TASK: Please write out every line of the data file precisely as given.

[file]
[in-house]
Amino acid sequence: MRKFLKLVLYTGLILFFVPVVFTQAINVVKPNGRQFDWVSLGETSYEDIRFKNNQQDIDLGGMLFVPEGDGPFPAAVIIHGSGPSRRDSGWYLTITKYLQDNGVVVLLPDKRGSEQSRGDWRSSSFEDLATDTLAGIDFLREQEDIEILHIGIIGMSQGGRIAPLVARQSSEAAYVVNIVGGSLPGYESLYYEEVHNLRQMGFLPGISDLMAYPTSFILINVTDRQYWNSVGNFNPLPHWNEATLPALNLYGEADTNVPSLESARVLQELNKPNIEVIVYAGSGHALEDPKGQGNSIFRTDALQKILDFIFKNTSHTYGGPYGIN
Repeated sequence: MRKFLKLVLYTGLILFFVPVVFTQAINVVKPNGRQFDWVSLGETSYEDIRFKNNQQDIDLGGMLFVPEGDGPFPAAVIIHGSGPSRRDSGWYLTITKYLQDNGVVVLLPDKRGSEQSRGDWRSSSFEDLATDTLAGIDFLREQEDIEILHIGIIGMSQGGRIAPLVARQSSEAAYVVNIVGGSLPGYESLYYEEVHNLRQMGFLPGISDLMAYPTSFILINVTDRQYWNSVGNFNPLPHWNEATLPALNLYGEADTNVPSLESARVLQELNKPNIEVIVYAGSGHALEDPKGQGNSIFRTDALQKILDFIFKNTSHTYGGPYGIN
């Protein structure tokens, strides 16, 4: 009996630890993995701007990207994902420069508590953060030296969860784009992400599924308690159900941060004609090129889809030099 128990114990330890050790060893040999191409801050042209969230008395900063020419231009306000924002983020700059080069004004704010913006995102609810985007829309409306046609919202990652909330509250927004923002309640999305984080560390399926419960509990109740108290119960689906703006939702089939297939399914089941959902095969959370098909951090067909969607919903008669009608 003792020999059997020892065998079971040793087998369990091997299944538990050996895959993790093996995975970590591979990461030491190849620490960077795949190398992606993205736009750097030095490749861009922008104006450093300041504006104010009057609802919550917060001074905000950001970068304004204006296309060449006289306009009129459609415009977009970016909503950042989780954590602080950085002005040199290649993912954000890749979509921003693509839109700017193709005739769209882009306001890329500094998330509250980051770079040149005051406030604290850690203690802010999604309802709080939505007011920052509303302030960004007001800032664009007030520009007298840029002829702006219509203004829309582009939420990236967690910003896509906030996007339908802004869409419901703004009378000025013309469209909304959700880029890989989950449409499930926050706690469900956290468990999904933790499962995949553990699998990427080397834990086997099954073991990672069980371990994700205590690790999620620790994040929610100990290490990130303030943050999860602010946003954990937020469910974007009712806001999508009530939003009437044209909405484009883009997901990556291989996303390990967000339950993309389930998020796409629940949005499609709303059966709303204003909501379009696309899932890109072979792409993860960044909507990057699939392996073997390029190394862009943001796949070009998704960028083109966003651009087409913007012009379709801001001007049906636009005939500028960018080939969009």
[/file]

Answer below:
[in-house]
Amino acid sequence: MRKFLKLVLYTGLILFFVPVVFTQAINVVKPNGRQFDWVSLGETSYEDIRFKNNQQDIDLGGMLFVPEGDGPFPAAVIIHGSGPSRRDSGWYLTITKYLQDNGVVVLLPDKRGSEQSRGDWRSSSFEDLATDTLAGIDFLREQEDIEILHIGIIGMSQGGRIAPLVARQSSEAAYVVNIVGGSLPGYESLYYEEVHNLRQMGFLPGISDLMAYPTSFILINVTDRQYWNSVGNFNPLPHWNEATLPALNLYGEADTNVPSLESARVLQELNKPNIEVIVYAGSGHALEDPKGQGNSIFRTDALQKILDFIFKNTSHTYGGPYGIN
Repeated sequence: MRKFLKLVLYTGLILFFVPVVFTQAINVVKPNGRQFDWVSLGETSYEDIRFKNNQQDIDLGGMLFVPEGDGPFPAAVIIHGSGPSRRDSGWYLTITKYLQDNGVVVLLPDKRGSEQSRGDWRSSSFEDLATDTLAGIDFLREQEDIEILHIGIIGMSQGGRIAPLVARQSSEAAYVVNIVGGSLPGYESLYYEEVHNLRQMGFLPGISDLMAYPTSFILINVTDRQYWNSVGNFNPLPHWNEATLPALNLYGEADTNVPSLESARVLQELNKPNIEVIVYAGSGHALEDPKGQGNSIFRTDALQKILDFIFKNTSHTYGGPYGIN
């Protein structure tokens, strides 16, 4: 009996630890993995701007990207994902420069508590953060030296969860784009992400599924308690159900941060004609090129889809030099 128990114990330890050790060893040999191409801050042209969230008395900063020419231009306000924002983020700059080069004004704010913006995102609810985007829309409306046609919202990652909330509250927004923002309640999305984080560390399926419960509990109740108290119960689906703006939702089939297939399914089941959902095969959370098909951090067909969607919903008669009608 003792020999059997020892065998079971040793087998369990091997299944538990050996895959993790093996995975970590591979990461030491190849620490960077795949190398992606993205736009750097030095490749861009922008104006450093300041504006104010009057609802919550917060001074905000950001970068304004204006296309060449006289306009009129459609415009977009970016909503950042989780954590602080950085002005040199290649993912954000890749979509921003693509839109700017193709005739769209882009306001890329500094998330509250980051770079040149005051406030604290850690203690802010999604309802709080939505007011920052509303302030960004007001800032664009007030520009007298840029002829702006219509203004829309582009939420990236967690910003896509906030996007339908802004869409419901703004009378000025013309469209909304959700880029890989989950449409499930926050706690469900956290468990999904933790499962995949553990699998990427080397834990086997099954073991990672069980371990994700205590690790999620620790994040929610100990290490990130303030943050999860602010946003954990937020469910974007009712806001999508009530939003009437044209909405484009883009997901990556291989996303390990967000339950993309389930998020796409629940949005499609709303059966709303204003909501379009696309899932890109072979792409993860960044909507990057699939392996073997390029190394862009943001796949070009998704960028083109966003651009087409913007012009379709801001001007049906636009005939500028960018080939969009």